Preparing the Flock for the Breeding Season
Livestock Update, September 2002
Scott Greiner, Extension Animal Scientist, Sheep, VA Tech
With the hot and dry weather recorded throughout much of the state, several management practices are critical for sheep producers for the upcoming breeding season.
High temperatures can be detrimental to ram fertility, reducing pregnancy rates and lambing percentages. Heat stress occurs when the scrotum is not able to reduce the temperature of the testicles below normal body temperature. Although heat stressed rams may not be infertile, they may have reduced semen quality. Poor sperm morphology, motility, and viability may reduce the capacity for fertilization. The effects of heat stress on ram fertility may last for up to 60 days. As a result, hot weather a few weeks prior to turn-out can have pronounced effects on ram fertility. Therefore, it is imperative that rams have a breeding soundness examination given by a veterinarian prior to the breeding season.
Prior to the breeding season, rams should be evaluated for several aspects that may affect their serving capacity. A complete breeding soundness examination should be conducted on rams prior to turn-out. This is especially important in single sire groups, as conception is dependent on one ram. Rams should be in good physical condition heading into the breeding season, with sound feet and legs and free of internal parasites. Thin rams may have reduced stamina, whereas over-conditioned, fat rams that have had limited exercise may have reduced libido. Of greater importance is examination of the reproductive tract for sheath rot and epididymitis (B. ovis). Epididymitis is an inflammation of the epididymis that may result in sub-fertility or infertility. A complete exam conducted by a veterinarian that includes semen evaluation is recommended.
After turn-in rams should be closely observed to confirm breeding activity. This is especially important with young rams. Utilizing a marking harness and changing colors every 17 days will help confirm that ewes are being serviced and settled. When feasible, rams should be isolated and supplemented with 2-4 pounds of grain daily to maintain condition during the breeding season. If weather is extremely hot during the breeding season, rams may be removed from the ewes during the day and kept in a cool place until returning to the ewe flock at night for breeding.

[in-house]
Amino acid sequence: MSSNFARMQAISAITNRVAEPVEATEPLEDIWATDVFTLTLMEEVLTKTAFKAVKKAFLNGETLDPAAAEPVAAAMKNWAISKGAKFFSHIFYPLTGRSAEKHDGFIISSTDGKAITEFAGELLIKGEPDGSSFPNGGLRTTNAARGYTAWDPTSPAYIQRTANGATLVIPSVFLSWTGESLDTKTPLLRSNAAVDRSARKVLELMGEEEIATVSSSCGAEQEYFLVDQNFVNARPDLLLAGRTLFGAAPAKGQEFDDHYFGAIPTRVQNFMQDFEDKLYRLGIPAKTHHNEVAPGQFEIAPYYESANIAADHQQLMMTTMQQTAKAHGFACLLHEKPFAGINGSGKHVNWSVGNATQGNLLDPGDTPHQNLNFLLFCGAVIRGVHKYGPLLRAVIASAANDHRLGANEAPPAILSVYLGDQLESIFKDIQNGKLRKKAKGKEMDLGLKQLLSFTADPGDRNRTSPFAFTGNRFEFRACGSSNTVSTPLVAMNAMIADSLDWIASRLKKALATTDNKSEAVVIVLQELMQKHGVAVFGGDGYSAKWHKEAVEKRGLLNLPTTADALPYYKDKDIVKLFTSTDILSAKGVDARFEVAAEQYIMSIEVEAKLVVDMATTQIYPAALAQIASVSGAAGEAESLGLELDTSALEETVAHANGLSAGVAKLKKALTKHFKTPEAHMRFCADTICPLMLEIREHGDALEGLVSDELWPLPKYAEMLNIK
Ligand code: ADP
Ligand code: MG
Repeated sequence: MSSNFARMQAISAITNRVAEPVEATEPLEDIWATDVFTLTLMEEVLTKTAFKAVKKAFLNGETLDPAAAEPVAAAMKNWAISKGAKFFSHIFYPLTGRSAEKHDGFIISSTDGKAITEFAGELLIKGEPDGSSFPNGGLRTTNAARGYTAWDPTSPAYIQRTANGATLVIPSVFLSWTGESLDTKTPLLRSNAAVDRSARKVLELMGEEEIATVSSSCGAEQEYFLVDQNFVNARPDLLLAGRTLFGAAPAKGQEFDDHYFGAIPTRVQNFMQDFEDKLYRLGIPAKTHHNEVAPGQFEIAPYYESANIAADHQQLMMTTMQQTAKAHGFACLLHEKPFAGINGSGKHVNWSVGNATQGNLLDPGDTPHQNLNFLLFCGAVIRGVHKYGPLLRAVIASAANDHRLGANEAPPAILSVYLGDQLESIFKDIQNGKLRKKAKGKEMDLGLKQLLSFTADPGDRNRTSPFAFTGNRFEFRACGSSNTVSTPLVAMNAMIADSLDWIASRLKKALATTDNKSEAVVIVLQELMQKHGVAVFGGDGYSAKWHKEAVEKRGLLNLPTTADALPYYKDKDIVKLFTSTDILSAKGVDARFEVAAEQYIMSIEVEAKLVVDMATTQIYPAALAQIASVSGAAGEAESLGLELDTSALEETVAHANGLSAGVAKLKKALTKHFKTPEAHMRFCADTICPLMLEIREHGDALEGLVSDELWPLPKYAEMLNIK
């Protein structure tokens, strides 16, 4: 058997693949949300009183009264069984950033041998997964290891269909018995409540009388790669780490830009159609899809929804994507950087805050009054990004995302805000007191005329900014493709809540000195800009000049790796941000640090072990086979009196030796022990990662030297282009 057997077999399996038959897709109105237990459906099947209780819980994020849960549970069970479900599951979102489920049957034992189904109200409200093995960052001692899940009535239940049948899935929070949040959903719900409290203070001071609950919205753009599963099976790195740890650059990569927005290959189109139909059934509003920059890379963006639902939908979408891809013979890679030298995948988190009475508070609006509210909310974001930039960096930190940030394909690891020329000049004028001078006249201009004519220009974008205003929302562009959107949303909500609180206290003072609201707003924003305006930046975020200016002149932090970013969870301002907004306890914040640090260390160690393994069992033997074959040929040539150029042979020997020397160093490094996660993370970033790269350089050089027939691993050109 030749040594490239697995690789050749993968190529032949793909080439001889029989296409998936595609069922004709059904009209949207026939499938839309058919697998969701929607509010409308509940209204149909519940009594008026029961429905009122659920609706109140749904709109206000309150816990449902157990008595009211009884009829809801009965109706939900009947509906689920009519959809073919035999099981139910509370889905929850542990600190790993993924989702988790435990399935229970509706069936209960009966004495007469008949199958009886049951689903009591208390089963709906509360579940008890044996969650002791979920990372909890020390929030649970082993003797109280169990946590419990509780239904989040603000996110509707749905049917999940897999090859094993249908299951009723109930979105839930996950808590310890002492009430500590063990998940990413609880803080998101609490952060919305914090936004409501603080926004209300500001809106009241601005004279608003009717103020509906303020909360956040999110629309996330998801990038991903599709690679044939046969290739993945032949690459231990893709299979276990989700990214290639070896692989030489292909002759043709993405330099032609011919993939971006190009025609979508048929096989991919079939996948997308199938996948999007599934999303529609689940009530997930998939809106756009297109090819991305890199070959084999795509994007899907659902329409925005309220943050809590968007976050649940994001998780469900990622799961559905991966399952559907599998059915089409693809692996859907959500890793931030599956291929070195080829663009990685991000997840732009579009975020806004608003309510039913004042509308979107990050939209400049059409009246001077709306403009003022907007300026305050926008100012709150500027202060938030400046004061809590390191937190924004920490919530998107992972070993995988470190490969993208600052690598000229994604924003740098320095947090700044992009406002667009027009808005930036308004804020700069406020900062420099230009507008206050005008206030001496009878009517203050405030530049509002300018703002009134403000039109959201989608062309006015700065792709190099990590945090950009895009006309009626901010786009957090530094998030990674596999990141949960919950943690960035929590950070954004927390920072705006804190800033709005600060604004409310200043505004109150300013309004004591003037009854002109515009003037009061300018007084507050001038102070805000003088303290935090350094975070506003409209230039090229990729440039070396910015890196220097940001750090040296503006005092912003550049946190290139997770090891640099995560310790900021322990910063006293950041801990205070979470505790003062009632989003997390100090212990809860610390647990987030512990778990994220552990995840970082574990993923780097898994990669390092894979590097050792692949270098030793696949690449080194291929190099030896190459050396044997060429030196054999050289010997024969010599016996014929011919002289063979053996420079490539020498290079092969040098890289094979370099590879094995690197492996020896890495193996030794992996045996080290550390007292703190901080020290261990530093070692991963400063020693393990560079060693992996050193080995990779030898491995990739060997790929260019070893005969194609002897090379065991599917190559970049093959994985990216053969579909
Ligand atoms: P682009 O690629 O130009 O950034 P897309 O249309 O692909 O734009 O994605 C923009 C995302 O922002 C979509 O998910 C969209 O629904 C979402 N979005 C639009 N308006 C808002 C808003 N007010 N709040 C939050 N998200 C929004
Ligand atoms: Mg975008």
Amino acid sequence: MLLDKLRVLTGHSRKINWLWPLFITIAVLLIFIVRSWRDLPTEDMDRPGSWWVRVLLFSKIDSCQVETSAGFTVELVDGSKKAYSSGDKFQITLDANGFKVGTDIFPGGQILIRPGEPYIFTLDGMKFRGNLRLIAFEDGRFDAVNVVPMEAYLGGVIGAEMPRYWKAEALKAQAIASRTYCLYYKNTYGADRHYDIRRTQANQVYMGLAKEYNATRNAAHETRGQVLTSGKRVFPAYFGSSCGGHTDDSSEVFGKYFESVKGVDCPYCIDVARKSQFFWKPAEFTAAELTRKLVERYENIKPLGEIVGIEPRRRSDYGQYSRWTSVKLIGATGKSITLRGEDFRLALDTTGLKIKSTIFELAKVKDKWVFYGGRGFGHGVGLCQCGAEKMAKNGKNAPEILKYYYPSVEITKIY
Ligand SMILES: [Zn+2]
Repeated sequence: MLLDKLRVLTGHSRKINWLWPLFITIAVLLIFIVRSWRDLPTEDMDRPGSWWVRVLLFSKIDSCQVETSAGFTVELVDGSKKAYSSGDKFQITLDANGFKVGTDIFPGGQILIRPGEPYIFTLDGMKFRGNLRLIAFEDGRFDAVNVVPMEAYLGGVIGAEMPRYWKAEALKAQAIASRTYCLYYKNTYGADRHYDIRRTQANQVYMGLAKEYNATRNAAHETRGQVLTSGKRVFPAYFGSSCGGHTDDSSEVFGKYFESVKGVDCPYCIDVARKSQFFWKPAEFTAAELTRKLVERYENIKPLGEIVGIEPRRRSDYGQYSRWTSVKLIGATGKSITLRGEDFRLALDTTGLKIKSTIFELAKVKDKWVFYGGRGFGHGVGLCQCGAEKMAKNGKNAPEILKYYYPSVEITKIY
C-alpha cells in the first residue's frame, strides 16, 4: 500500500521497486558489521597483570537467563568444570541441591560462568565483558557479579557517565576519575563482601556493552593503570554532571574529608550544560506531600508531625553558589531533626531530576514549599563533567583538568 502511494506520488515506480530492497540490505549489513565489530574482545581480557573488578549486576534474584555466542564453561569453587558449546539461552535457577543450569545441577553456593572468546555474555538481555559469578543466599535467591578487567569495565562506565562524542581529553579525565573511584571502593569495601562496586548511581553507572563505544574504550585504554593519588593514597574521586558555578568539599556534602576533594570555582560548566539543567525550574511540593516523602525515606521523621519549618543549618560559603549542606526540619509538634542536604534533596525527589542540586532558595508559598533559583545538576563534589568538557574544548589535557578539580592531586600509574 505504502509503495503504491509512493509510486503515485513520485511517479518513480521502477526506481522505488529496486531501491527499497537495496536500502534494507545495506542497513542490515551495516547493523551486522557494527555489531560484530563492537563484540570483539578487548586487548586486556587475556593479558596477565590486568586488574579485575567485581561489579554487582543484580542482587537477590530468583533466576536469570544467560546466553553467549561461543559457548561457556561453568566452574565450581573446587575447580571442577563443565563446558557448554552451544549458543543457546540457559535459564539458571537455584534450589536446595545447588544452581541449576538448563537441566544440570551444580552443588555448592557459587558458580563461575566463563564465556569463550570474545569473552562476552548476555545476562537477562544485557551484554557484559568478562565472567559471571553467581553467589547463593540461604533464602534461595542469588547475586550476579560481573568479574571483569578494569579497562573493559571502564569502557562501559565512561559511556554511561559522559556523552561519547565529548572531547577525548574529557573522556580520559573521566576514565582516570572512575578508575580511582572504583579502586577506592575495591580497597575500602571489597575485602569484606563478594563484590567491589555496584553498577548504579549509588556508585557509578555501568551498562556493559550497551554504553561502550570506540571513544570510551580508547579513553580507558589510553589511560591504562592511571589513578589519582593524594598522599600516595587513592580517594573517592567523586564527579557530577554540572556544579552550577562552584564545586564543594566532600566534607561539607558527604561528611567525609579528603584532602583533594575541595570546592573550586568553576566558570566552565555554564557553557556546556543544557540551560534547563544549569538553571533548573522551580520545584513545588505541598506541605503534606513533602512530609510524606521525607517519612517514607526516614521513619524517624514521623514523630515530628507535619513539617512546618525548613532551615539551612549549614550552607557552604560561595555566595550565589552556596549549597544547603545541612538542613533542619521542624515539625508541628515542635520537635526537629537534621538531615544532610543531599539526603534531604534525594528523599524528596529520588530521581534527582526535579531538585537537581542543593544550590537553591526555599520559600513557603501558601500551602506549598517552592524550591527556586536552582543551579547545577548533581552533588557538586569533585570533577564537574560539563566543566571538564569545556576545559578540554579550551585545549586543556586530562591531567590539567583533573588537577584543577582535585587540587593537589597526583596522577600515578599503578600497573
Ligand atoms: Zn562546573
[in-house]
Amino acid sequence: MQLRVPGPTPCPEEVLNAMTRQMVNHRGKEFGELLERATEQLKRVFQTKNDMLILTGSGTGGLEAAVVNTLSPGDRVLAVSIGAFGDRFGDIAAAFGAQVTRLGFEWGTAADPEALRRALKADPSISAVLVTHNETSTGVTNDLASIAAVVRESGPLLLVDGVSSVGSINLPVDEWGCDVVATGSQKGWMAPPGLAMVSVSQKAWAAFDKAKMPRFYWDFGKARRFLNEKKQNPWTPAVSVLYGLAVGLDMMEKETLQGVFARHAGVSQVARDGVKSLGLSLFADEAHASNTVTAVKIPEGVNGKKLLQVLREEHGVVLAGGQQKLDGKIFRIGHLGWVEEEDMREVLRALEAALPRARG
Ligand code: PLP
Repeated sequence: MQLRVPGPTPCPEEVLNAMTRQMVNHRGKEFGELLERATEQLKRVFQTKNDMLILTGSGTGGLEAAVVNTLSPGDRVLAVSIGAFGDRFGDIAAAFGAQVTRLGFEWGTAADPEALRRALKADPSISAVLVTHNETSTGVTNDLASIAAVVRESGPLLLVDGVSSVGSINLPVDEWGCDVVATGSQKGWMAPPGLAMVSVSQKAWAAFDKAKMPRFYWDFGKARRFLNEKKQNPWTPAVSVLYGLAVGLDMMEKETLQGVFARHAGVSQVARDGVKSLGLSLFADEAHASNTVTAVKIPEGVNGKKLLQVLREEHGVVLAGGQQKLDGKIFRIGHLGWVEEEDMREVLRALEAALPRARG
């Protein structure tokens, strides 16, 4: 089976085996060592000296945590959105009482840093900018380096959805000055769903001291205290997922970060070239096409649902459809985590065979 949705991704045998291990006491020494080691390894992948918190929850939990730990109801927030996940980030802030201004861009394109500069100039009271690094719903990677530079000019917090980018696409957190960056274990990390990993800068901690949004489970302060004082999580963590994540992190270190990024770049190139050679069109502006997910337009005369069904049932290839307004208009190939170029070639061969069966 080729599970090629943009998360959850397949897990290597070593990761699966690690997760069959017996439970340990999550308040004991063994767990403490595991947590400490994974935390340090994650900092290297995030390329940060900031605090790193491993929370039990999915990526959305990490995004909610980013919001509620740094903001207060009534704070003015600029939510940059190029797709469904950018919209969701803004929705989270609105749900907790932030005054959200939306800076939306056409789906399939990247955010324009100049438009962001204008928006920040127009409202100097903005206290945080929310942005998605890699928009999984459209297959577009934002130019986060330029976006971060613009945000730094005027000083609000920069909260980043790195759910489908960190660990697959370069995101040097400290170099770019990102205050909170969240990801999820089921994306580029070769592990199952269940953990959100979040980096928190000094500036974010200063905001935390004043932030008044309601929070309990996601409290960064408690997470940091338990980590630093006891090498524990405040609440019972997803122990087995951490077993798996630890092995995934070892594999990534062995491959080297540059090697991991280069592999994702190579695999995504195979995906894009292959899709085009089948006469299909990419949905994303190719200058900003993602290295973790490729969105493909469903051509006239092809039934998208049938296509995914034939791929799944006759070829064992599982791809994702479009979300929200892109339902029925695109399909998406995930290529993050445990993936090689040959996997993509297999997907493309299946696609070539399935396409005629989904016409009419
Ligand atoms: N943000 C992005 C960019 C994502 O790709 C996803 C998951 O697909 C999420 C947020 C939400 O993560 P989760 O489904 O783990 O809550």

Like the ram, ewes are prone to heat stress during early breeding seasons. Prolonged exposure to high temperatures can have an effect on ewe fertility and embryo survival. Embryo loss due to temperature stress normally occurs during the first week of gestation. To help reduce these embryo losses and resulting decrease in lamb crop, minimize handling during the heat of the day and allow the flock access to a cool, shaded area.
With shortage of forage experienced through the summer months, many ewes are likely in moderate to poor body condition heading into the breeding season. To improve lambing percentage, ewes should be increasing in body condition going into the breeding season. To improve body condition, supplemental energy must be provided. This practice, commonly referred to as "flushing", may be accomplished by moving ewes to higher quality pasture or feeding grain. For late summer breeding, supplemental grain is most commonly used. Starting two weeks prior to ram exposure, ewes should receive .5 to 1.0 pounds of corn or barley per head per day. Response to flushing will vary depending on the condition of the ewes, with ewes in poorer body condition responding more favorably than over-conditioned ewes. Therefore, with the dry conditions this year, flushing ewes may provide an opportunity to increase the number of lambs born. Continuation of grain feeding through the breeding season will also maintain ewe condition and enhance embryo survival.